Via the Independent:
Police say a central Wyoming man they arrested for public intoxication claimed he had travelled back in time to warn of an alien invasion.
Casper police say the man they encountered at 10.30pm on Monday claimed he was from the year 2048.
KTWO-AM in Casper reports that the man told police that he wanted to warn the people of Casper that aliens will arrive next year, and that they should leave as soon as possible. He asked to speak to the president of the town, about 170 miles (270 kilometres) northwest of Cheyenne.
The man told police he was only able to time travel because aliens filled his body with alcohol. He noted that he was supposed to be transported to the year 2018, not this year.
I hate it when that happens.
Rabbit fracas broken up by the hen patrol.
The borders between the U.S. and Canada and Mexico are relatively simple compared to these oddities.
Here’s your chance to get away from it all.
Chris Pine plays Congress.
Cameo: That’s Alan Tudyk as the boss.
I feel that it is my obligation to warn you that today is Talk Like A Pirate Day.
Actor Robert Newton, who specialized in portraying pirates, especially Long John Silver in the 1950 Disney film Treasure Island, the 1954 Australian film Long John Silver, and as the title character in the 1952 film Blackbeard, the Pirate, is described as the “patron saint” of Talk Like A Pirate Day. Newton was born in Dorset and educated in Cornwall, and it was his native West Country dialect, which he used in his portrayal of Long John Silver and Blackbeard, that some contend is the origin of the standard “pirate accent”.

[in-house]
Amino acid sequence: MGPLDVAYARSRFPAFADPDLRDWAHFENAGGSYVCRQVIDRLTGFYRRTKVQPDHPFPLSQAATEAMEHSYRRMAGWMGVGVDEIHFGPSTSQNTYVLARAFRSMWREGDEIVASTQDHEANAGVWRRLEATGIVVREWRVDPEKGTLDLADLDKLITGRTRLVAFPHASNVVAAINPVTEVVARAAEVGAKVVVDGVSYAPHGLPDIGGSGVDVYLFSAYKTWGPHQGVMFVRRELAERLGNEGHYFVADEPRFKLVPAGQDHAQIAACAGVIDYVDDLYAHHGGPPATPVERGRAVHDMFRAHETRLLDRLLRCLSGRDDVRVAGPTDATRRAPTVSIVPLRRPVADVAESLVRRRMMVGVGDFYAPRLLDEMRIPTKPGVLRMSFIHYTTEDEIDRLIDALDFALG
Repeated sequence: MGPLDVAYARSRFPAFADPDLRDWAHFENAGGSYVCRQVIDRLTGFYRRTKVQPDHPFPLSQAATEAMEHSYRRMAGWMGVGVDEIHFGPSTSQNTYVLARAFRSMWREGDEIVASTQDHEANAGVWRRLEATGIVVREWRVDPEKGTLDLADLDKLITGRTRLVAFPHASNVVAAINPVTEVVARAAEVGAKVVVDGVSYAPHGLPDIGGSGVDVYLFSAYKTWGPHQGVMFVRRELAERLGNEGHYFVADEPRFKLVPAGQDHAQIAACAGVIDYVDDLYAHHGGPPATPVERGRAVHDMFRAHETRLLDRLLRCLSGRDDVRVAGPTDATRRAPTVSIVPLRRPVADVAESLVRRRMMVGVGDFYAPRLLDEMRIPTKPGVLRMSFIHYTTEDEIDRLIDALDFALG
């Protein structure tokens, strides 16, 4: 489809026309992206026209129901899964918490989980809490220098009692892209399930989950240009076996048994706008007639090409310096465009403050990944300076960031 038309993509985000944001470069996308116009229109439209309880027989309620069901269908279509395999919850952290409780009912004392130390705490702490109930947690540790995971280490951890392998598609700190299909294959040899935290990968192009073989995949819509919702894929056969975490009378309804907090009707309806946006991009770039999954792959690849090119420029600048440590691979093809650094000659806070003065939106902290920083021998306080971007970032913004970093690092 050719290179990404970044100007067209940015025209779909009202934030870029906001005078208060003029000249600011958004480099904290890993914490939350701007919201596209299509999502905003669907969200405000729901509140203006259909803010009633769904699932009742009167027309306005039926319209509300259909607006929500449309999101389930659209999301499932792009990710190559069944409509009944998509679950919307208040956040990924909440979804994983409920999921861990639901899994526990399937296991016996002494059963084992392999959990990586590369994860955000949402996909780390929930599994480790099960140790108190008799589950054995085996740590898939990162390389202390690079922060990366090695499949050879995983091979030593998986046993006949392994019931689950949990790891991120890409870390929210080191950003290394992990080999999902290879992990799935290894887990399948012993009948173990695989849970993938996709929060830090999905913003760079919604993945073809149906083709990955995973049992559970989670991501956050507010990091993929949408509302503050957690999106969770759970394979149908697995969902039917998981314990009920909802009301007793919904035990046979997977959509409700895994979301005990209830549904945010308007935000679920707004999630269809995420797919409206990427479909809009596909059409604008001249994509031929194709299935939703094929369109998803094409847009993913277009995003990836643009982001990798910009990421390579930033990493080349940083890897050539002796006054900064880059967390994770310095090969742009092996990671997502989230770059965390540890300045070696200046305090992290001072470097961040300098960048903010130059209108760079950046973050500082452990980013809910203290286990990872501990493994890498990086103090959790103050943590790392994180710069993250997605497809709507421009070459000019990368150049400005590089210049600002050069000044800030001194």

The archetypal pirate grunt “Arrr!” (alternatively “Rrrr!” or “Yarrr!”) first appeared in fiction as early as 1934 in the film Treasure Island starring Lionel Barrymore, and was used by a character in the 1940 novel Adam Penfeather, Buccaneer by Jeffrey Farnol. However it was popularized and widely remembered with Robert Newton’s usage in the classic 1950 Disney film Treasure Island. It has been speculated that the rolling “rrr” has been associated with pirates because of the location of major ports in the West Country of England, drawing workers from the surrounding countryside. West Country speech in general, and Cornish speech in particular, may have been a major influence on a generalized British nautical speech. This can be seen in the Gilbert and Sullivan operetta The Pirates of Penzance, which is set in Cornwall; although the play did not (originally) use the phrase “arrr”, the pirates used words with a lot of rrr’s such as “Hurrah” and “pour the pirate sherry”.
Here we go again, setting things on fire.
From the smallest to the largest.
The backyard scientist blows up a fish tank using salt.
Bonus track: Prime Minister Trudeau explains quantum computing.
Fun with science: blowing up balloons filled with non-Newtonian stuff.
Bonus: How to survive a grenade blast.
No, I did not come up with that title.